By Bruno Skvorc

Testing Frenzy – Can We BDD Test the Units?

By Bruno Skvorc

I’ll be honest, I don’t do much testing. When it’s really necessary and I’m working on big enterprise projects, I do, but in general, my personal projects are usually one-man-army proofs of concept, or fixes on already tested apps.

We’ve done our share of testing posts here at SitePoint, with more coming soon, but I wanted to show you a relatively new testing tool I found that caught my attention because of how unconventional it seemed.

Peridot Logo



Peridot is a BDD testing framework (so behavior driven testing) but for your units of code – not your business logic.

Wait, what?


If you’re familiar with Behat, you’ll recognize this syntax (it should be fairly readable even if you’re not familiar with it):

Feature: adding a todo

As a user
I want my todos to be persisted
So I don't have to retype them

Scenario: adding a todo
  Given I am on "/"
  When I fill in "todo" with "Get groceries"
  And I press "add"
  And I reload the page
  Then I should see "Get groceries"

Scenario: adding a duplicate todo
  Given I have a done todo "Pick up dinner"
  And I am on "/"
  When I fill in "todo" with "Pick up dinner"
  And I press "add"
  Then I should see "Todo already exists" after waiting
  And I should see 1 "#todos li" elements

The individual phrases are defined in FeatureContext classes like so:

     * @Then I should see :arg1 after waiting
    public function iShouldSeeAfterWaiting($text)
        $this->getSession()->wait(10000, "document.documentElement.innerHTML.indexOf('$text') > -1");
     * @Given I have a todo :arg1
    public function iHaveATodo($todoText)
        $collection = self::getTodoCollection();
        $collection->insert(['label' => $todoText, 'done' => false]);

The framework recognizes them, substitutes the arguments for their values, and tests the conditions.

But these are called “user stories” – they are what the user does, or is expected to do. Behat will literally open a browser when needed, test things, and report back. How could we possibly apply this to units of code?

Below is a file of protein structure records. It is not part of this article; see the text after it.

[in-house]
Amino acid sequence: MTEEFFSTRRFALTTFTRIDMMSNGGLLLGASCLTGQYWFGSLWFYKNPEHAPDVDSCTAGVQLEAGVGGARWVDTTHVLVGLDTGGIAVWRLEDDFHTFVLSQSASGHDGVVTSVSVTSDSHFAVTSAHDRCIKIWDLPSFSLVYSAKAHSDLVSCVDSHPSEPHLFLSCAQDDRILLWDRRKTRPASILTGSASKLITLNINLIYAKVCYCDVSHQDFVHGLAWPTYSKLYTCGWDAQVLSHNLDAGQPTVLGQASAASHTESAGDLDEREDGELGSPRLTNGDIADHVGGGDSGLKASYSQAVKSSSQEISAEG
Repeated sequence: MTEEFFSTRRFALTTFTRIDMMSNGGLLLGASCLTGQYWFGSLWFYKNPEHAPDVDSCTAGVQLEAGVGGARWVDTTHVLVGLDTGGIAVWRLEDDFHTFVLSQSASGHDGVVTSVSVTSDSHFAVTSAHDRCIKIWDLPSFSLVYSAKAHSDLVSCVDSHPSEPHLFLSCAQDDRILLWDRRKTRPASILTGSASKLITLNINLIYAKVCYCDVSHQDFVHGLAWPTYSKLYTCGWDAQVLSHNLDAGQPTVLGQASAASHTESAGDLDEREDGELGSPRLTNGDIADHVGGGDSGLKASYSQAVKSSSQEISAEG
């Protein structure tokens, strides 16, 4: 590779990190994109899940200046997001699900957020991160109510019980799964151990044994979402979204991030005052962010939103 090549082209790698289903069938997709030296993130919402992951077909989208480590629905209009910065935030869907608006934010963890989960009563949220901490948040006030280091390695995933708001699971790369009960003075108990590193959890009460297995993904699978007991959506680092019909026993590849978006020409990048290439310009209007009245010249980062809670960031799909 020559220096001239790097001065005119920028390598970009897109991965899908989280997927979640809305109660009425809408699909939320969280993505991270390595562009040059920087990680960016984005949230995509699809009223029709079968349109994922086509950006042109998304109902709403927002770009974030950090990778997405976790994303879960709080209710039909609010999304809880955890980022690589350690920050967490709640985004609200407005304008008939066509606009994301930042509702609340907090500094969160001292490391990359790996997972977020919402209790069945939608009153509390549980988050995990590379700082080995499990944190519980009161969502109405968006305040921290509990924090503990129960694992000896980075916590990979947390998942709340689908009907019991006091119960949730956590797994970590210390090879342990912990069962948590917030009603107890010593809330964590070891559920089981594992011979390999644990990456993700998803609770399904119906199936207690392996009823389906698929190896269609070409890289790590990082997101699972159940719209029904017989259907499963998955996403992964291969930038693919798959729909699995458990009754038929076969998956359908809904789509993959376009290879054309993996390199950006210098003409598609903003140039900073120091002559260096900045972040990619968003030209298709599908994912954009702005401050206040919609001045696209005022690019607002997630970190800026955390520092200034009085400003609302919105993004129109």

Like so:

describe('ArrayObject', function() {
    beforeEach(function() {
        $this->arrayObject = new ArrayObject(['one', 'two', 'three']);

    describe('->count()', function() {
        it('should return the number of items', function() {
            $count = $this->arrayObject->count();
            assert($count === 3, 'expected 3');

In a similarly story-based style with cascading nested contexts, Peridot will “describe” and ArrayObject‘s count() method (notice how it first describes the ArrayObject, then describes the method later), and add an it for an explanation on what the described entity should do.

The nested context approach also allows you to execute some bootstrapping logic before each entity’s creation, or before each sub-entity’s creation, making the testing framework incredibly flexible. That’s what the beforeEach function does – it initiates a new ArrayObject with three elements, so the count is always executed on the proper instance.

Ok so… what? It’s just an alternative syntax for PHPUnit? Well, yes and no. While it is focused on units and being able to test them in a story-based way, you can also see it as a broker language between clients and developers. That’s what makes Behat so appealing, too – if you give a Behat feature to a client, they will immediately be able to tell what it means and what it’s supposed to test. With a little bit of training, they’ll even be able to write more stories for you – and clients writing the tests for their own app is the holy grail of every developer’s project, I’m sure you agree.

Peridot is similar in that it offers a human readable way to test units – it is still PHP syntax, but its phrasing and nesting make it user-friendly enough to be understood by the client. And the phrasing also lends itself well to some really verbose reporting: